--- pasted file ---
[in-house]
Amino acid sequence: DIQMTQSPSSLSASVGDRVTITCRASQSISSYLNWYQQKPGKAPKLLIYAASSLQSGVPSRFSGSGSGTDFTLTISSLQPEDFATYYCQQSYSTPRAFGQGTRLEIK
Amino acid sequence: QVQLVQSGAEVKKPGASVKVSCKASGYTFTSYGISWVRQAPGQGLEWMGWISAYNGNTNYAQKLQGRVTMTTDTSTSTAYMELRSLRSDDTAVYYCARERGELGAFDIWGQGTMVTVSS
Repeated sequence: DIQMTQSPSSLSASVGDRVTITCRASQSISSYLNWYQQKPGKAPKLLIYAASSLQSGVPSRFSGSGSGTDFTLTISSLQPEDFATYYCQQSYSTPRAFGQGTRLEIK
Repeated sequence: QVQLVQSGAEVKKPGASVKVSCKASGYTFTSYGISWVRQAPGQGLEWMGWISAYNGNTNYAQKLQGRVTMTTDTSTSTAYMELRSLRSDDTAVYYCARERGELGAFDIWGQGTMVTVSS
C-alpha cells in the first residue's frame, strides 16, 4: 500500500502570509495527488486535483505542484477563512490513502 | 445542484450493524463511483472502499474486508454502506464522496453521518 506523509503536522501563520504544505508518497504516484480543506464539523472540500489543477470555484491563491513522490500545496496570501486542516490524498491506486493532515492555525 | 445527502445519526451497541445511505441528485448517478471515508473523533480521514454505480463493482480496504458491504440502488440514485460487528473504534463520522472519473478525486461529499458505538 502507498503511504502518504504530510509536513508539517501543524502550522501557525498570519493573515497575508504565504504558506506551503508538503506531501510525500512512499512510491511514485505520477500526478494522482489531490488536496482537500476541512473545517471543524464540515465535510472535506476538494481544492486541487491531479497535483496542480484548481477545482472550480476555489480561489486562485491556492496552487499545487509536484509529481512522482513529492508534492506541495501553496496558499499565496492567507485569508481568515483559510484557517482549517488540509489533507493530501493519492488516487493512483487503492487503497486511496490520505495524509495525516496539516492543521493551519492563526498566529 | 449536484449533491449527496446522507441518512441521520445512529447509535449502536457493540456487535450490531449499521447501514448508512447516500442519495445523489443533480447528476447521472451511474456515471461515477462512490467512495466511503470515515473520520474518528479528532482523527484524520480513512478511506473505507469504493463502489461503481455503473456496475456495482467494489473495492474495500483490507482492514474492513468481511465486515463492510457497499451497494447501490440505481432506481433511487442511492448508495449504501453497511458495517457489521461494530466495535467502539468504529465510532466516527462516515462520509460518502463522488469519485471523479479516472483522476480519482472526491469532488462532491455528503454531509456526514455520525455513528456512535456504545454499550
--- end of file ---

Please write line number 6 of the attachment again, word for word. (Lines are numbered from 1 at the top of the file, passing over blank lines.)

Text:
C-alpha cells in the first residue's frame, strides 16, 4: 500500500502570509495527488486535483505542484477563512490513502 | 445542484450493524463511483472502499474486508454502506464522496453521518 506523509503536522501563520504544505508518497504516484480543506464539523472540500489543477470555484491563491513522490500545496496570501486542516490524498491506486493532515492555525 | 445527502445519526451497541445511505441528485448517478471515508473523533480521514454505480463493482480496504458491504440502488440514485460487528473504534463520522472519473478525486461529499458505538 502507498503511504502518504504530510509536513508539517501543524502550522501557525498570519493573515497575508504565504504558506506551503508538503506531501510525500512512499512510491511514485505520477500526478494522482489531490488536496482537500476541512473545517471543524464540515465535510472535506476538494481544492486541487491531479497535483496542480484548481477545482472550480476555489480561489486562485491556492496552487499545487509536484509529481512522482513529492508534492506541495501553496496558499499565496492567507485569508481568515483559510484557517482549517488540509489533507493530501493519492488516487493512483487503492487503497486511496490520505495524509495525516496539516492543521493551519492563526498566529 | 449536484449533491449527496446522507441518512441521520445512529447509535449502536457493540456487535450490531449499521447501514448508512447516500442519495445523489443533480447528476447521472451511474456515471461515477462512490467512495466511503470515515473520520474518528479528532482523527484524520480513512478511506473505507469504493463502489461503481455503473456496475456495482467494489473495492474495500483490507482492514474492513468481511465486515463492510457497499451497494447501490440505481432506481433511487442511492448508495449504501453497511458495517457489521461494530466495535467502539468504529465510532466516527462516515462520509460518502463522488469519485471523479479516472483522476480519482472526491469532488462532491455528503454531509456526514455520525455513528456512535456504545454499550